Webb Telescope Offers First Glimpse Of An Exoplanet’s Interior

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A surprisingly low amount of methane and a super-sized core hide within the cotton candy–like planet WASP-107 b.

The revelations, based on data obtained by the James Webb Space Telescope, mark the first measurements of an exoplanet’s core mass and will likely underpin future studies of planetary atmospheres and interiors, a key aspect in the search for habitable worlds beyond our solar system.

“Looking into the interior of a planet hundreds of light-years away sounds almost impossible, but when you know the mass, radius, atmospheric composition, and hotness of its interior, you’ve got all the pieces you need to get an idea of what’s inside and how heavy that core is,” said lead author David Sing, a Bloomberg Distinguished Professor of Earth and Planetary Sciences at Johns Hopkins University. “This is now something we can do for lots of different gas planets in various systems.”

Published in Nature, the research shows the planet has a thousand times less methane than expected and a core 12 times more massive than Earth’s.

A giant planet wrapped by a scorching atmosphere as fluffy as cotton, WASP-107 b orbits a star about 200 light-years away. It is puffy because of its build: a Jupiter-sized world with only a tenth of that planet’s mass.

Even though it has methane—a building block of life on Earth—the planet is not considered habitable because of its proximity to its parent star and lack of a solid surface. But it could hold important clues about late-stage planetary evolution.

In a separate study published today in Nature, other scientists also spotted methane with the Webb telescope and provided similar insights about the planet’s size and density.

“We want to look at planets more similar to the gas giants in our own solar system, which have a lot of methane in their atmospheres,” Sing said. “This is where the story of WASP-107 b got really interesting, because we didn’t know why the methane levels were so low.”

The new methane measurements suggest the molecule transforms into other compounds as it flows upward from the planet’s interior, interacting with a concoction of other chemicals and starlight in the upper atmosphere. The team also measured sulfur dioxide, water vapor, carbon dioxide, and carbon monoxide—and found WASP-107 b has more heavy elements than Uranus and Neptune.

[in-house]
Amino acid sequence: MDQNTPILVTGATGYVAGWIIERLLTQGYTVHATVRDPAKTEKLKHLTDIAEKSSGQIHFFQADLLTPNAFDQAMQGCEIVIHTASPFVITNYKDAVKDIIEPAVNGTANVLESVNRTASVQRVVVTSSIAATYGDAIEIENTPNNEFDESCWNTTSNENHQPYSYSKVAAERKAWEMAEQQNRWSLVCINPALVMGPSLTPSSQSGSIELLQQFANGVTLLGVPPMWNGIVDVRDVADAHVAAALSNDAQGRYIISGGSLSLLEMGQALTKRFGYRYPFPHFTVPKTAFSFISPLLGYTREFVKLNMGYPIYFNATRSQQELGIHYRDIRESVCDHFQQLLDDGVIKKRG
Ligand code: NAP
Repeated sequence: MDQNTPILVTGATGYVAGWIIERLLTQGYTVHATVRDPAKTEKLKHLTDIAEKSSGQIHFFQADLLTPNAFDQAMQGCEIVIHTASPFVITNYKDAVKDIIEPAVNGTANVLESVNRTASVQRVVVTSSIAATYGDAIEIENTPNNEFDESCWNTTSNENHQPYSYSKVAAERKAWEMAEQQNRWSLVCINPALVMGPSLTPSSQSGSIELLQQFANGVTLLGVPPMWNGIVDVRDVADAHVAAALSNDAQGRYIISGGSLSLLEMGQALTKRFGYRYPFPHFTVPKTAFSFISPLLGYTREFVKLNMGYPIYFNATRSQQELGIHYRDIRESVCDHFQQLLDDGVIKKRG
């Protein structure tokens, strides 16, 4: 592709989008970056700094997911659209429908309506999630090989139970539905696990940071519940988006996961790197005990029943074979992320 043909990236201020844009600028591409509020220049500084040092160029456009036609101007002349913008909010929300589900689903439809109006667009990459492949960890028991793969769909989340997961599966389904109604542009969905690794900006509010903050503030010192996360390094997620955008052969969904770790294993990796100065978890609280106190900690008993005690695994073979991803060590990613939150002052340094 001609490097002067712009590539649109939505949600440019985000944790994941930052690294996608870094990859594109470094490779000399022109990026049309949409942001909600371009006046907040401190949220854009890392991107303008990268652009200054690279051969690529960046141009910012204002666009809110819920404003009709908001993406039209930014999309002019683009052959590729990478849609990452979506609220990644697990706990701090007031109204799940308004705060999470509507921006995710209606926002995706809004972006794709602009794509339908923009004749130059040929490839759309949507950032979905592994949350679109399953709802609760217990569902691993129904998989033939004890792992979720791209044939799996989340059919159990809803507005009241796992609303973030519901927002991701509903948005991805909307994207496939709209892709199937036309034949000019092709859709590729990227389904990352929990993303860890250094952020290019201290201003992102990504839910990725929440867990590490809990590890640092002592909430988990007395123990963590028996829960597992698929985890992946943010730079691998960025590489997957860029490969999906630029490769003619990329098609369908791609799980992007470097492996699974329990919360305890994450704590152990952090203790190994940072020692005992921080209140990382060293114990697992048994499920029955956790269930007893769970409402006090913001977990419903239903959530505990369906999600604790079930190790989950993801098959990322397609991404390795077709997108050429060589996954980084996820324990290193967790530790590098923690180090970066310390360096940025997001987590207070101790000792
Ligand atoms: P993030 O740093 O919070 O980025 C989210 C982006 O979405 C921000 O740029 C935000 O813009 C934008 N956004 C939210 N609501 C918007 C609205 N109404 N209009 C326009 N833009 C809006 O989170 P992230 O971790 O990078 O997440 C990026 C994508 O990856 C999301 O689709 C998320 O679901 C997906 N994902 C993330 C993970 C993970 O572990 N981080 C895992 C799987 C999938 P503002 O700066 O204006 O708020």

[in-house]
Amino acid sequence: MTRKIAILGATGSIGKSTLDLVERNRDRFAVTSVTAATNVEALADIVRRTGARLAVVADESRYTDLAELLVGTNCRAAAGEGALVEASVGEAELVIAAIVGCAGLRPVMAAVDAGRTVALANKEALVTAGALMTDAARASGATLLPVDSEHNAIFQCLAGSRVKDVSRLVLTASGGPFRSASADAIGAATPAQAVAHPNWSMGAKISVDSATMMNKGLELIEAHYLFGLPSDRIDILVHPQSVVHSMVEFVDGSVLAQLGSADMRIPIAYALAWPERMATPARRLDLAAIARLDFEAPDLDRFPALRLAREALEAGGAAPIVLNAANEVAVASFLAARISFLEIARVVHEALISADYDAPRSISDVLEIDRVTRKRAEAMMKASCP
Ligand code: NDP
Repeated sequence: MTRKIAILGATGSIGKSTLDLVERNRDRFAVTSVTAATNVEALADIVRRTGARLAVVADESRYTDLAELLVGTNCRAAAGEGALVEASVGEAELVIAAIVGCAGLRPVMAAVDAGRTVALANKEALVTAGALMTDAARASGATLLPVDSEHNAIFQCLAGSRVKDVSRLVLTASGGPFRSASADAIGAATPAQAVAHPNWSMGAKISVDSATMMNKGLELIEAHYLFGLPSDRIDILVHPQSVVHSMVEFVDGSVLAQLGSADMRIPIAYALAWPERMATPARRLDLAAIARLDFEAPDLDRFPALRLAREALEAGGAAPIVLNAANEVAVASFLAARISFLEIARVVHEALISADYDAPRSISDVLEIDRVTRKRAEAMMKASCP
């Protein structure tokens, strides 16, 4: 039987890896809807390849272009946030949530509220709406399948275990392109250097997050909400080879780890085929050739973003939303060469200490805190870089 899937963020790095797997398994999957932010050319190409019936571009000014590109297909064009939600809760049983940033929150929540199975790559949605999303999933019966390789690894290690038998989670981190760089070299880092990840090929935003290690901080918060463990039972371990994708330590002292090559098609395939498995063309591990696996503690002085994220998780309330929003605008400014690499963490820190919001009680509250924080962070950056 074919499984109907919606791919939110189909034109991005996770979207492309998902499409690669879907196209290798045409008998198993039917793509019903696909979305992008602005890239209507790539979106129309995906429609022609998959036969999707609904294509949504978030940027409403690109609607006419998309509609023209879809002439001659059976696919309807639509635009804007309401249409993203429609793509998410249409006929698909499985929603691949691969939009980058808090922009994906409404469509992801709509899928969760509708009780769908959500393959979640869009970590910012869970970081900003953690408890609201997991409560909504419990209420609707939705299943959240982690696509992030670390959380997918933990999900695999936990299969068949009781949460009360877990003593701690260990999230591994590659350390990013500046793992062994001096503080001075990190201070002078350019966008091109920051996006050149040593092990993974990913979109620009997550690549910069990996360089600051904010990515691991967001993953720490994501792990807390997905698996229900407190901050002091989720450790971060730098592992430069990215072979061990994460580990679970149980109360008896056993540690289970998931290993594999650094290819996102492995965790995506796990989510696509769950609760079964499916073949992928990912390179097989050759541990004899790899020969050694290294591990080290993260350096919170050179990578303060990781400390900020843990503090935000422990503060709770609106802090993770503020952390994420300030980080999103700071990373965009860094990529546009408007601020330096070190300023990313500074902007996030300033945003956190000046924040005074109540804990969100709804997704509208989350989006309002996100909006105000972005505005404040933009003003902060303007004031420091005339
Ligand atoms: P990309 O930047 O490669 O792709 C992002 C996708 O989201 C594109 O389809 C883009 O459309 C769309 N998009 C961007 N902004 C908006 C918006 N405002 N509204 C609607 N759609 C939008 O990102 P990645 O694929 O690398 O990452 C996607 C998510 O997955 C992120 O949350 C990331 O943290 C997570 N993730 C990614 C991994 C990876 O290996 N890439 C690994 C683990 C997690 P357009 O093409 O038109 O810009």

The profile of the planet’s chemistry is starting to reveal key pieces in the puzzle of how planetary atmospheres behave in extreme conditions, Sing said. His team will conduct similar observations over the next year on an additional 25 planets with the Webb telescope.

“We had never been able to study this mixing process in an exoplanet atmosphere in detail, so this will go a long way in understanding how these dynamic chemical reactions operate,” Sing said. “It’s something we definitely need as we start looking at rocky planets and biomarker signatures.”

Scientists had speculated that the planet’s overinflated radius resulted from a source of heat inside, said Zafar Rustamkulov, a Johns Hopkins doctoral student in planetary science who co-led the research. By combining atmospheric and interior physics models with Webb’s data of WASP-107 b, the team accounted for how the planet’s thermodynamics influences its observable atmosphere.

“The planet has a hot core, and that heat source is changing the chemistry of the gases deeper down, but it’s also driving this strong, convective mixing bubbling up from the interior,” Rustamkulov said. “We think this heat is causing the chemistry of the gases to change, specifically destroying methane and making elevated amounts of carbon dioxide and carbon monoxide.”

The new findings also represent the clearest connection scientists have been able to make about the interior of an exoplanet and the top of its atmosphere, Rustamkulov said. Last year the Webb telescope spotted sulfur dioxide about 700 light-years away in a different exoplanet called WASP-39, providing the first evidence of an atmospheric compound created by starlight-driven reactions.

The Johns Hopkins team is now focusing on what might be keeping the core hot, and expects forces might be in play similar to those causing high and low tides in Earth’s oceans. They plan to test whether the planet is being stretched and pulled by its star and how that might account for the core’s high heat.

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